Europe Minister and deputy premier in the state of Hesse, Jörg-Uwe Hahn, told daily Bild's Tuesday edition that people should “vote with their feet” to show their disapproval of the Danish government's policy, which many critics say breaches the Schengen Agreement allowing passport-free travel within most of Europe.
Denmark is set to hold its first customs checks at its land borders with Germany and Sweden on Tuesday morning.
“If Denmark reintroduces border controls in the holiday period, I can only advise doing a U-turn and taking a holiday rather in Austria or Poland,” said Hahn, a member of the liberal Free Democratic Party.
This would constitute a “vote with the feet by which you would be able to show the Danish government what you think of their policy.”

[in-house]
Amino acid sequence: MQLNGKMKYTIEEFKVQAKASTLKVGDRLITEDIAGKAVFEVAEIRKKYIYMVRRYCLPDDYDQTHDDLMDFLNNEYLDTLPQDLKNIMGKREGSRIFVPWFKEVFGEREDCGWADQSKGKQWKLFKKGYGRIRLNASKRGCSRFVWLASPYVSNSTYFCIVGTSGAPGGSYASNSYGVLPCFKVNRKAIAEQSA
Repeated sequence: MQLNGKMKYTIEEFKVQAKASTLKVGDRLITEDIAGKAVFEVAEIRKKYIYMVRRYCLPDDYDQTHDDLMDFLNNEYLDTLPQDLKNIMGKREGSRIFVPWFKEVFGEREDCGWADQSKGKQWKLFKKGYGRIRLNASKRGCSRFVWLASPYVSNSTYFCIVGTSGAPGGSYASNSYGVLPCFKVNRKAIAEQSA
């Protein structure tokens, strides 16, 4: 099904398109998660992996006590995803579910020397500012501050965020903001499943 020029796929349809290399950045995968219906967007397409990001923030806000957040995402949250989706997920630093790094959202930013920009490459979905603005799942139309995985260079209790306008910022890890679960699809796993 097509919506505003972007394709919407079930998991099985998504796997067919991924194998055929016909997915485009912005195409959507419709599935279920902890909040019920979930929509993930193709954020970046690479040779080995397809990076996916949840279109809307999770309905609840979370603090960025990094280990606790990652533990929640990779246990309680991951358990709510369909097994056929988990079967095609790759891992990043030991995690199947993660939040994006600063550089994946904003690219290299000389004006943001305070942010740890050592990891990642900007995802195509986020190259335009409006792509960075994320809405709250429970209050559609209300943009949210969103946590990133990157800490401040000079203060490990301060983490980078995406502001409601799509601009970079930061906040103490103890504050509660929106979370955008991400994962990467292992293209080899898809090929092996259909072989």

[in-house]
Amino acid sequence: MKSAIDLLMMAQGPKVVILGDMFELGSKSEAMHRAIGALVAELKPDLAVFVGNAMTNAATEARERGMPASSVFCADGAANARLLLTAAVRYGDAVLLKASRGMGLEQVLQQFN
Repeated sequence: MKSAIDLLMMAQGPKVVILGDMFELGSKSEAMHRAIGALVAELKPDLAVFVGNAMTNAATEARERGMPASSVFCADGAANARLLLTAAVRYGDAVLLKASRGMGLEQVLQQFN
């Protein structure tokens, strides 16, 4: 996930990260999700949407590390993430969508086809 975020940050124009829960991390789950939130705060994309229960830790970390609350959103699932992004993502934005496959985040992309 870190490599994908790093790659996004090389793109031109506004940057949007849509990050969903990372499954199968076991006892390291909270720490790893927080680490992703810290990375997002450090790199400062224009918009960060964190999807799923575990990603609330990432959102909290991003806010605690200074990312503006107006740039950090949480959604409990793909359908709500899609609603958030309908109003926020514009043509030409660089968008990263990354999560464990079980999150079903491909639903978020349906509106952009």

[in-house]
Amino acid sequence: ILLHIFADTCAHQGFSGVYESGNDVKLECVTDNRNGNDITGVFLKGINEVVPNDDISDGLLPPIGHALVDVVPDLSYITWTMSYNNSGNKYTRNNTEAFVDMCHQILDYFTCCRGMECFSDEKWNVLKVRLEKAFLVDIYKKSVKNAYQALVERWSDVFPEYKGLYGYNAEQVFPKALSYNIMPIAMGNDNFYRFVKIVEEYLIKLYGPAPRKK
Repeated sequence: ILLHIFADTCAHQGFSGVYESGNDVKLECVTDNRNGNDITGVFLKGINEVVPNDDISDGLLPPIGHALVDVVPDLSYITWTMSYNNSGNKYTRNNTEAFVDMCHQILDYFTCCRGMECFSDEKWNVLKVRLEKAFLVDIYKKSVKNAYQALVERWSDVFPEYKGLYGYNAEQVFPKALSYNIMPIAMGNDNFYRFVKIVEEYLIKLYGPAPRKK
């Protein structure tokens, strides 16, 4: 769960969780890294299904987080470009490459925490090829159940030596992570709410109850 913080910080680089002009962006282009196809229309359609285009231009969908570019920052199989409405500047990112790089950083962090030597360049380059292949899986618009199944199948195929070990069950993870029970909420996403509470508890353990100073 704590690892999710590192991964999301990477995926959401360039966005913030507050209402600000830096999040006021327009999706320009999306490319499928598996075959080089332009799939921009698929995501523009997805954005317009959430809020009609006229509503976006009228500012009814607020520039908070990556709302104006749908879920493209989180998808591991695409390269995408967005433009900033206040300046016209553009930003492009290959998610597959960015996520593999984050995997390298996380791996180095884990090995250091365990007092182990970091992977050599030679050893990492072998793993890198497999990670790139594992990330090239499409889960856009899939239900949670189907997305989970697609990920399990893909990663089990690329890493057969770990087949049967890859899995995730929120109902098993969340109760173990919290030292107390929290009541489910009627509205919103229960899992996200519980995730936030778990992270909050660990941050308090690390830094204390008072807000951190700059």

The Danish government is reintroducing the customs checks ostensibly to prevent the smuggling of drugs and weapons into its territory. The decision by the minority government was prompted by the far-right populist DVP party. The EU and the country's neighbours have argued they will impinge on the freedom of movement within the visa-free Schengen area.
Danish officials have played down the impact of the border checks, saying they would not hinder traffic and trade.
“The vast majority of travellers won't notice the checks. We welcome German holidaymakers,” said Peter Christensen, the Danish minister responsible for customs and taxation, last week.
Starting Tuesday morning, 30 customs agents on the German border and 20 officers at Swedish crossings will stop vehicles to search for drugs, weapons and illegal sums of money. Next year the number of agents will increase and Denmark will install electronic scanning equipment and build new customs houses along major road and rail routes.